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Roulette even money bets, unlike betting on the outcome of a coin toss, are not true even money bets. The presence of the green 0 in European roulette, and the green 0 and 00 in American roulette, means that statistically, wagers on these bets will lose more than 50% of the time. But in live casinos, these bets are as close as any gambler will get to true 50/50 odds (the house will always hold the edge), and are thus classified as ‘even money’ or ’50/50′ wagers. Such wagers include: red or black, evens or odds, and 1 to 18 (low) or 19 to 36 (high).
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The house edge in roulette, La Partage and En Prison
There are three distinct roulette formats played around the world – European, American and French roulette. In Australia, we are largely familiar with the European and American variants, while the French version is offered in very few brick and mortar casinos, if any.
La Partage – If the ball lands on zero, the la partage rule is offered automatically in many French games. Any even money wagers are halved and then returned to the player (the player forfeits only half his/her bet). This reduces the house edge of all 50/50 wagers to just 1.35 per cent.
En Prison – Where the la partage rule is customary, players will often have an additional option to enact the en prison rule. If the ball lands on 0, the player can opt to have his even money wager ‘imprisoned’ for the very next spin in order to try and recoup his stake. The croupier will place a marker on the bet to show it is in prison, and if his/her bet is successful on the resulting spin, only the full stake is returned – nothing more and nothing less. This rule also cuts the house edge in half, from 2.7% down to 1.35%.
Note: if 0 is spun again after a bet has been imprisoned, outcomes will vary depending on the casino – the wager may be treated as a win, a loss, have the en prison rule forced upon it again, or the la partage rule.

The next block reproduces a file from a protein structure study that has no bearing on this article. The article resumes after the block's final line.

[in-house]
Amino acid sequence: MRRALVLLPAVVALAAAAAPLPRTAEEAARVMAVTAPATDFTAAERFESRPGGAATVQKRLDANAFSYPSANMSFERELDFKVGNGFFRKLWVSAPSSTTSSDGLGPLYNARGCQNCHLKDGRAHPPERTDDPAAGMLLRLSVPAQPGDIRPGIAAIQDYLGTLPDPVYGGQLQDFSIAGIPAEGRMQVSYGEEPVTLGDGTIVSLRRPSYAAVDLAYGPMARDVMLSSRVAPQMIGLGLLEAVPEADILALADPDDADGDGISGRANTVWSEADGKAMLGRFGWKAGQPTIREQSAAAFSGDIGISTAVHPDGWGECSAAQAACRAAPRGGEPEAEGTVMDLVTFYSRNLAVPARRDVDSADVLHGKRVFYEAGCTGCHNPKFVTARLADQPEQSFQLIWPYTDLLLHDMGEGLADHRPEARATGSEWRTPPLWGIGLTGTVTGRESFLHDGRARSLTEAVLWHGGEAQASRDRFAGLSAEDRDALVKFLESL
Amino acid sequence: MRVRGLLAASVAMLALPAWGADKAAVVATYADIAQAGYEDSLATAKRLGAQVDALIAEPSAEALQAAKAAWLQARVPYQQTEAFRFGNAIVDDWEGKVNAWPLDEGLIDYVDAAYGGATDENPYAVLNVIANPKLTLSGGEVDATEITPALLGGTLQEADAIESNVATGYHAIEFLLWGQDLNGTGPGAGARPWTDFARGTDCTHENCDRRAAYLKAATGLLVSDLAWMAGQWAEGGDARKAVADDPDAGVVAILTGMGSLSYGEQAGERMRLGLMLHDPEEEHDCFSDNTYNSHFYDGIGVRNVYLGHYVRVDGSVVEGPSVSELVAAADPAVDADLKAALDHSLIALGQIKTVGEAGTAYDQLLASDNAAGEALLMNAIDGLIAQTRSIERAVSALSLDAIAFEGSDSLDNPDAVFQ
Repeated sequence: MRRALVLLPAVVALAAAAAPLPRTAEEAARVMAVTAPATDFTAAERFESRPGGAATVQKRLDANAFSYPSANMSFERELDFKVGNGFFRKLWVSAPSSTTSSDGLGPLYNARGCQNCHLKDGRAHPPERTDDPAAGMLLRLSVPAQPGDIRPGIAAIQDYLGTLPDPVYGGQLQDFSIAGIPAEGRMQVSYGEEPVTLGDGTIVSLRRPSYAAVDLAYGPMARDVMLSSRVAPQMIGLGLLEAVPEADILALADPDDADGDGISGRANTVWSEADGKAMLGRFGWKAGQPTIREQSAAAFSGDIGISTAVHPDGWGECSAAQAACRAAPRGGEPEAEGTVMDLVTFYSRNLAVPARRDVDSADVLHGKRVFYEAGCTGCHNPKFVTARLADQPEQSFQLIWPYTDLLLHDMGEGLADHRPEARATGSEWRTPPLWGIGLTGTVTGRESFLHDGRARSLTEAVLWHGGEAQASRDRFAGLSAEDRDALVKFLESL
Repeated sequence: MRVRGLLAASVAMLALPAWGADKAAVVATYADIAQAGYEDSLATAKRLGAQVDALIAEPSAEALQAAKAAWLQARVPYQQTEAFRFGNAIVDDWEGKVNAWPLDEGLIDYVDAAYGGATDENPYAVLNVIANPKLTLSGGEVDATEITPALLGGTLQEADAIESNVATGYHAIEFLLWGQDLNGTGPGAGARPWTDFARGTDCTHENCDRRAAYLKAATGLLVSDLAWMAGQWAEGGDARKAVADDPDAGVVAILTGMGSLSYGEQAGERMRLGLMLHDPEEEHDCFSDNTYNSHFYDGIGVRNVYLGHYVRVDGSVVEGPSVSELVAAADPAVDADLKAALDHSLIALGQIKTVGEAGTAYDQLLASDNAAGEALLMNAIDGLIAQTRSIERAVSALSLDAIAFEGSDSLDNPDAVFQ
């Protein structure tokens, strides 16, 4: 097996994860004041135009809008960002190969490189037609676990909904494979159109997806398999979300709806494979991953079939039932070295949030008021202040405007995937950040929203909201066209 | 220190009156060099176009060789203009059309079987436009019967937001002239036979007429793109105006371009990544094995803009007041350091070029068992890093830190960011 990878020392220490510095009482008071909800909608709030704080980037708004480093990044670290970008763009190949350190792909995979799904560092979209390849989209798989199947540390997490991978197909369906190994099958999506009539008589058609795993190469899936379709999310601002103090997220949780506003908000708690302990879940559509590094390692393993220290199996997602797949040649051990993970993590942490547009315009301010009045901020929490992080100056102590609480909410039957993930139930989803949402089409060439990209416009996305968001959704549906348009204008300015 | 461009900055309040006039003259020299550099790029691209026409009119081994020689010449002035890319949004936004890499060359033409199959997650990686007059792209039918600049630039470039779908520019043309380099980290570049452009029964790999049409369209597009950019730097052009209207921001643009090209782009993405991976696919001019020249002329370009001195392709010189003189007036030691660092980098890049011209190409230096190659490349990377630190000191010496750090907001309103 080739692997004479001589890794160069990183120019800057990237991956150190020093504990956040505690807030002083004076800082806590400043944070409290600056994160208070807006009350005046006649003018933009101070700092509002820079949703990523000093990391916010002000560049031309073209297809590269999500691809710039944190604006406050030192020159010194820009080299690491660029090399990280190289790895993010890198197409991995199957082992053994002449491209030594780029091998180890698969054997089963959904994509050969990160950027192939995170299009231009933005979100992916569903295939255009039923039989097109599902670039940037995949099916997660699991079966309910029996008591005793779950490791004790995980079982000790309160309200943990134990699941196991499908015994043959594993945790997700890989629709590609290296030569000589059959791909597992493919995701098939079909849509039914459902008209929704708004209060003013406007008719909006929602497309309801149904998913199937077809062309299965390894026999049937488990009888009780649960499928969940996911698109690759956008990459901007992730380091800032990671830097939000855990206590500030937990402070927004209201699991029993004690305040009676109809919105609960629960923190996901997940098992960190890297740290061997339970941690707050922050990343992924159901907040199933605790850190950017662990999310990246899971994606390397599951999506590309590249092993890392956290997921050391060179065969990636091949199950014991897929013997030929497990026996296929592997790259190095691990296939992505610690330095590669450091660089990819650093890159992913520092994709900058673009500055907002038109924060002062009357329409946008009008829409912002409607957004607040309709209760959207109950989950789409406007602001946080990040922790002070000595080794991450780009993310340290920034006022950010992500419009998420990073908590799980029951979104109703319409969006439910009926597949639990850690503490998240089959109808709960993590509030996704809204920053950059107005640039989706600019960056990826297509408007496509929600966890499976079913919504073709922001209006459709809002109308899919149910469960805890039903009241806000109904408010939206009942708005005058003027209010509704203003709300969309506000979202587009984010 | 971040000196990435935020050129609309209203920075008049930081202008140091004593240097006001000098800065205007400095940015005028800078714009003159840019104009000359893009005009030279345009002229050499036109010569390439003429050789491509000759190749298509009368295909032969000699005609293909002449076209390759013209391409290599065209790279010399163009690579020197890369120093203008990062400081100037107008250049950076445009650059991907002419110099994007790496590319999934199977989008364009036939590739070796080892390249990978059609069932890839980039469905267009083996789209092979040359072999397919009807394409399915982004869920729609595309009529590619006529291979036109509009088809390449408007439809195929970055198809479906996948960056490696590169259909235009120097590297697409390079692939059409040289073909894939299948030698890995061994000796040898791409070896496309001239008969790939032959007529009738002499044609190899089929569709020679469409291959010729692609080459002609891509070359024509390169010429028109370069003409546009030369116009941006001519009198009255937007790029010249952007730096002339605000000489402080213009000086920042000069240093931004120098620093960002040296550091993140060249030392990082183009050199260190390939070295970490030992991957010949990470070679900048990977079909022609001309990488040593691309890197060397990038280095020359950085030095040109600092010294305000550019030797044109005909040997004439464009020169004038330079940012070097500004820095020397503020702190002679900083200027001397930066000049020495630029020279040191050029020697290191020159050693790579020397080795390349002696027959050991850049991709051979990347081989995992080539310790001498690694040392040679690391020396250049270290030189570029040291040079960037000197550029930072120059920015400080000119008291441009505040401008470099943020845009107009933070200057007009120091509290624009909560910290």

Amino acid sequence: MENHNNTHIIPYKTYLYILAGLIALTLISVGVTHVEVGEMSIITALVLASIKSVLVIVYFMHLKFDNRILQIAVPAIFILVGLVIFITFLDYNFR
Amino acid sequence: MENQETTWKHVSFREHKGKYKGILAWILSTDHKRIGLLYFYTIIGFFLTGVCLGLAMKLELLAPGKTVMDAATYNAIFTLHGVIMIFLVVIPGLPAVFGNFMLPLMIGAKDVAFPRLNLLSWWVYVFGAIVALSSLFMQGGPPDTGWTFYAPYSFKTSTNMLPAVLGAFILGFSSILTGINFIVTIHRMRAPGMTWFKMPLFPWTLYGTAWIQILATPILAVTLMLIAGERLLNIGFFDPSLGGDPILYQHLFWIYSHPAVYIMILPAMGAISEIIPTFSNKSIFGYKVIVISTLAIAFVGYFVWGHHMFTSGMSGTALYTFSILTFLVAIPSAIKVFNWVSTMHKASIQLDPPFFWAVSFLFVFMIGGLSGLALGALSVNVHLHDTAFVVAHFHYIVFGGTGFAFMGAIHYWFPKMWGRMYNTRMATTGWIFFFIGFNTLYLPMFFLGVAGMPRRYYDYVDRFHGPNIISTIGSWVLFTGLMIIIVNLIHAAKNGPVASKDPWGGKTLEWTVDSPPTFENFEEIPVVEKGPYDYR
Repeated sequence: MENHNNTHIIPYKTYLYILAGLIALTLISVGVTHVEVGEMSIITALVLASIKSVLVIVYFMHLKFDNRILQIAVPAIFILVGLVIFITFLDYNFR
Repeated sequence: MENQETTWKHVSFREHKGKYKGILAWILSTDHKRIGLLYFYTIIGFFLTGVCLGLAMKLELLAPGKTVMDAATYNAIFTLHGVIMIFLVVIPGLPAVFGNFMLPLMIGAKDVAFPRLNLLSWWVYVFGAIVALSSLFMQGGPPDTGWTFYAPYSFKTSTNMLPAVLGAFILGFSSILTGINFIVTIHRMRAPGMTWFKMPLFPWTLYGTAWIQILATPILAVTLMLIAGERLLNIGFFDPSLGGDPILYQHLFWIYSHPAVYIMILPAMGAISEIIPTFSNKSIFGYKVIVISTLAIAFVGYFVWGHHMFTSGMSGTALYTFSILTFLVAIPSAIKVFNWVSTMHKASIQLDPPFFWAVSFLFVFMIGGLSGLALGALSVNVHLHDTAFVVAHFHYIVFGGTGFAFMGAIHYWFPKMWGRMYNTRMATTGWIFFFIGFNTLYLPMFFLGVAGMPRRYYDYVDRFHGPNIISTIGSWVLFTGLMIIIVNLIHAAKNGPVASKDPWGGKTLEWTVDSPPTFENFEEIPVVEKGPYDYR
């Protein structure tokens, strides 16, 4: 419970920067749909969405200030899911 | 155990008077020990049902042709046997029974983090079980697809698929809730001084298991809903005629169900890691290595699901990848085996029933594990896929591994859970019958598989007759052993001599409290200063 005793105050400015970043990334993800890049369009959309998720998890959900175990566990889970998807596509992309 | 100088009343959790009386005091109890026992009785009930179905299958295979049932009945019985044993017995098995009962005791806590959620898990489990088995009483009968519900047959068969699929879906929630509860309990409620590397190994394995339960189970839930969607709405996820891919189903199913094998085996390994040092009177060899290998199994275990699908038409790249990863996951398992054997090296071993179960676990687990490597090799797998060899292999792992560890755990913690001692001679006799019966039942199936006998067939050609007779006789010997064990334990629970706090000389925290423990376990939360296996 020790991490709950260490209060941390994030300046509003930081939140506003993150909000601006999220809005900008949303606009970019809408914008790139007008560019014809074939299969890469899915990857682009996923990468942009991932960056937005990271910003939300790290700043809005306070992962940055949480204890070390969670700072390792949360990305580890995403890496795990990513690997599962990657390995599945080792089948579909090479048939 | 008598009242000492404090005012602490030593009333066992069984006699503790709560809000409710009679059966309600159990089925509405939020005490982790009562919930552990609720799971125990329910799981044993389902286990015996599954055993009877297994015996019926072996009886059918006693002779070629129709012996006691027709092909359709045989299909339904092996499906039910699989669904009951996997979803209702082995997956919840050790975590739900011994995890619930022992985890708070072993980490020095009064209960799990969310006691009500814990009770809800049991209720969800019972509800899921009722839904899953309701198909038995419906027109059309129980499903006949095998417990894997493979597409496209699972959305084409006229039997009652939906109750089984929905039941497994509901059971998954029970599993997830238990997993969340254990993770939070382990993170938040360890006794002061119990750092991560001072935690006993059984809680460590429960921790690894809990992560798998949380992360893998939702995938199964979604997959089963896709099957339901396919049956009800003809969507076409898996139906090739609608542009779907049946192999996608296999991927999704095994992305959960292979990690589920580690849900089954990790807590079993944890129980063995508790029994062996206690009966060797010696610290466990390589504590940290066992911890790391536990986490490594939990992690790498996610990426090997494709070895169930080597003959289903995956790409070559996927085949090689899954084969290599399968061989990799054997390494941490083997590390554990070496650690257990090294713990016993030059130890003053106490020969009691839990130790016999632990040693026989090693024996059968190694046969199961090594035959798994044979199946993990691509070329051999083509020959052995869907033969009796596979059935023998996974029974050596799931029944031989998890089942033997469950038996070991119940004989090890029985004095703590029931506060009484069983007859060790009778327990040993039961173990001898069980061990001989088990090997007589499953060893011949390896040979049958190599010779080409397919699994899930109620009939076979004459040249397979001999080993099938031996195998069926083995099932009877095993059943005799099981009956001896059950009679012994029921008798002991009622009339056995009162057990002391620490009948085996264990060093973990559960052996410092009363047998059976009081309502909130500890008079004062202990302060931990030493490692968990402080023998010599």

For a further formulated explanation – the distinction in the house edge when la partage and en prison are and aren’t enacted, stems from the different payouts when 0 is spun.
European & French v American even money odds
Odds of 50/50 bets in European and French roulette
While the house edge of European roulette is halved in French games with the la partage and en prison rules, the chances/probability of winning an even money wager remains the same, because the wheel structure (one green zero and number 1-36) is the same in both formats. For example, the odds against winning a bet on red are 1.06 to 1 – that is to say there are 19 non-winning numbers compared to 18 winning numbers; we have a 48.65% chance of winning, or an 18 in 37 chance.
Even money bet odds of American roulette
However, in American roulette there is a single green zero (0) and double green zeros (00), so now we have a total of 38 numbers on the wheel (and subsequently the table layout). If we place a wager on evens for example, the odds against winning are 1.111 to 1 – there are 20 non-winning numbers compared to 18 winning numbers; and we have a 47.37% chance of winning, or an 18 in 38 chance.
Chances of successfully hitting consecutive 50/50 wagers
So now we have established what our actual odds are of winning an even money bet in roulette, let’s move on to spinning consecutive 50/50 wagers (hitting red six times in a row, for example). For this example, let’s assume we have a 50/50 chance of hitting red or black, even though we know that the presence of the zero (or two zeros) makes this untrue. However, doing so will make this explanation a heap clearer:
People will often get confused about the odds, for example, of hitting red six times in a row – the common line of reasoning is that because each spin is independent of the last, the chance is always half, no matter what. This is half true – it really all depends at what point in time you calculate the odds.
If you bet before any spins have been completed that red will show up six consecutive times, the odds are as follows: 0.5 to the power of 6, which is equal to 0.015625, or a one in 64 chance (1/64). This is the same for any specific combination of red and black (or other even money bets) being spun six times in a row.
However, if you have already seen red spun five consecutive times, then the chances either the next spin will be red or black are half each (R,R,R,R,R,R or R,R,R,R,R,B). The roulette wheel does not remember the previous spin, so yes, each spin is independent of the last, and for any ‘very next spin’, all even money bets will have a 50/50 chance of coming up trumps (disregarding the zero).